A stack robber, or heat reclaimer, has been a popular heating accessory for decades in Alaska’s Interior. When I outfitted Alaskans for a living, I sold hundreds of these every year.
They install in the chimney pipe of either a wood or oil stove. The only difference between the two units, is that a wood stove reclaimer has the crimping going down towards the stove, and a reclaimer for an oil stove has the crimping going away from the stove.
The heat reclaimer has a series of 10 tubes, which the exhaust from the stove travels around as it makes its way through the chimney. The units are thermostatically controlled: At a certain temperature, a fan in the back kicks on, and blows the warm air out into the room. When the stack temperature drops to a certain level, the fan kicks off.
I do not run mine all of the time, but it’s quite the space heater when temps drop to minus forty or minus fifty. Since Alaska has some of the highest electric costs in the Nation, my bill definitely goes up when I plug anything in. Like anywhere, there is a price to pay for comfort.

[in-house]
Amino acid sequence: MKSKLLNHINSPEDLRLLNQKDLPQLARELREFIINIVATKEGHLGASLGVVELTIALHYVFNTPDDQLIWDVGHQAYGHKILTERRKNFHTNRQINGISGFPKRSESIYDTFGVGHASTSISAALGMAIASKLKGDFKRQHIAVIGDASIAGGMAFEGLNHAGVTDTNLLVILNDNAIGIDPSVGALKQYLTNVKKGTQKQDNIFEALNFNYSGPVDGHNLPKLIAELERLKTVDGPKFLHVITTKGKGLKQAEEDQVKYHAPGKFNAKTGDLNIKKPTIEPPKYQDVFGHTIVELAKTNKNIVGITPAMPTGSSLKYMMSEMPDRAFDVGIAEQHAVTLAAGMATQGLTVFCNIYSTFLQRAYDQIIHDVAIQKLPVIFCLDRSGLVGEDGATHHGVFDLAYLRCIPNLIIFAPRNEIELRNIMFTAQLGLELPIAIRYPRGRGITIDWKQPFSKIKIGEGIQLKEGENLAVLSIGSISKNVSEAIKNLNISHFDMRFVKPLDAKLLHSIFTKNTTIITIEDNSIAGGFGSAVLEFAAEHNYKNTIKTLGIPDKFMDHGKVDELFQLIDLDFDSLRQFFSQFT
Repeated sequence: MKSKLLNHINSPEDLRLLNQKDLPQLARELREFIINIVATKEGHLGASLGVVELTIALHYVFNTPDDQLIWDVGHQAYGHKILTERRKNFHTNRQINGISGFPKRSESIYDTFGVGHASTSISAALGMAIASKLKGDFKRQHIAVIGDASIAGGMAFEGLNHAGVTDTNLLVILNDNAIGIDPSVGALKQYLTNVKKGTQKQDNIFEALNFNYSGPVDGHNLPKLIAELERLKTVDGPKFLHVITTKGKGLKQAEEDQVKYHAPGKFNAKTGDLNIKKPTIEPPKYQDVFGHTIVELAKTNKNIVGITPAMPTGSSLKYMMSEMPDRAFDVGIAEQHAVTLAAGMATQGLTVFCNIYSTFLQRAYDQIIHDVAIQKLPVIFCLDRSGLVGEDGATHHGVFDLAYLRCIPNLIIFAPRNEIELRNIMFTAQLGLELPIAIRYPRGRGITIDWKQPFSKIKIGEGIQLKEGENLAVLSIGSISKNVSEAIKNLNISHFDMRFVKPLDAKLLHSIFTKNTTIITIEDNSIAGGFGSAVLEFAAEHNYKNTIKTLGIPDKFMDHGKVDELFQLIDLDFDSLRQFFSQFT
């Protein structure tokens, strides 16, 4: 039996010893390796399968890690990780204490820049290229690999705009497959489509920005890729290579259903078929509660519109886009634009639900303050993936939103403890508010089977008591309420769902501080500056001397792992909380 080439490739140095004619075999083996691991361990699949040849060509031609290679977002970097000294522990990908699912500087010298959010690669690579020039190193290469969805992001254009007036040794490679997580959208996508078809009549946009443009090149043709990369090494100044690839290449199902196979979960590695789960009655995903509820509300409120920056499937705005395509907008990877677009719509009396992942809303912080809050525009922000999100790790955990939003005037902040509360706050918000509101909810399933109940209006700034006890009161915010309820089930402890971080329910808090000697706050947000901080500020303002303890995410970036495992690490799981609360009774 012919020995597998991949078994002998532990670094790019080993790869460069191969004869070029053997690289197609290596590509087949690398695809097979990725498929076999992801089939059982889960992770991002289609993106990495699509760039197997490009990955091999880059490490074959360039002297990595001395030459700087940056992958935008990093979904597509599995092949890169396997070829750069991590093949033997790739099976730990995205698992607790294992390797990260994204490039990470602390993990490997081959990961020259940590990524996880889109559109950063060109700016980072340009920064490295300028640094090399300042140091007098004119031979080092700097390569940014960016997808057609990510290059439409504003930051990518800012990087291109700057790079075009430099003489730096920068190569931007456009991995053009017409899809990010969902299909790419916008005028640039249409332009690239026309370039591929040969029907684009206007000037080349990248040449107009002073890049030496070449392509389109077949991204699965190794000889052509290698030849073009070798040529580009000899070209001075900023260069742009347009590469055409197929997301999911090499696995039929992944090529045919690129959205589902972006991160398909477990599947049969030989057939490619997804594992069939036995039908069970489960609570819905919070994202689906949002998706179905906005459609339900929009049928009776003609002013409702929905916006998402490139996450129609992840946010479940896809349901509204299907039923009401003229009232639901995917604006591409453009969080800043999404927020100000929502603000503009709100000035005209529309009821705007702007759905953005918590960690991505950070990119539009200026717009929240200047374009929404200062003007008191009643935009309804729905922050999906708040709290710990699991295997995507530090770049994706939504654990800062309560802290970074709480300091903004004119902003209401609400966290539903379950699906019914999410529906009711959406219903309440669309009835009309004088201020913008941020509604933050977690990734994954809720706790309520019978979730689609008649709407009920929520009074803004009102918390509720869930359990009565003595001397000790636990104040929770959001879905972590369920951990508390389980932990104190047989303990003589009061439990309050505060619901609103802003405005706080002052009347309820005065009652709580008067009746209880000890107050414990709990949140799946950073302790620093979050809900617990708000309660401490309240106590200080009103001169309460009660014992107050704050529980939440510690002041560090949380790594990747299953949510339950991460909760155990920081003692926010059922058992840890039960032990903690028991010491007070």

The rod in the front, pulls a plate over the ten tubes, and clears them of any creosote that has built up.
As with any wood stove, what matters most, is burning dry wood. I have never had a creosote problem in either my chimney piping or in the stack robber, with dry firewood. There is no short cut here; I usually burn wood that has been seasoned two years, at the minimum.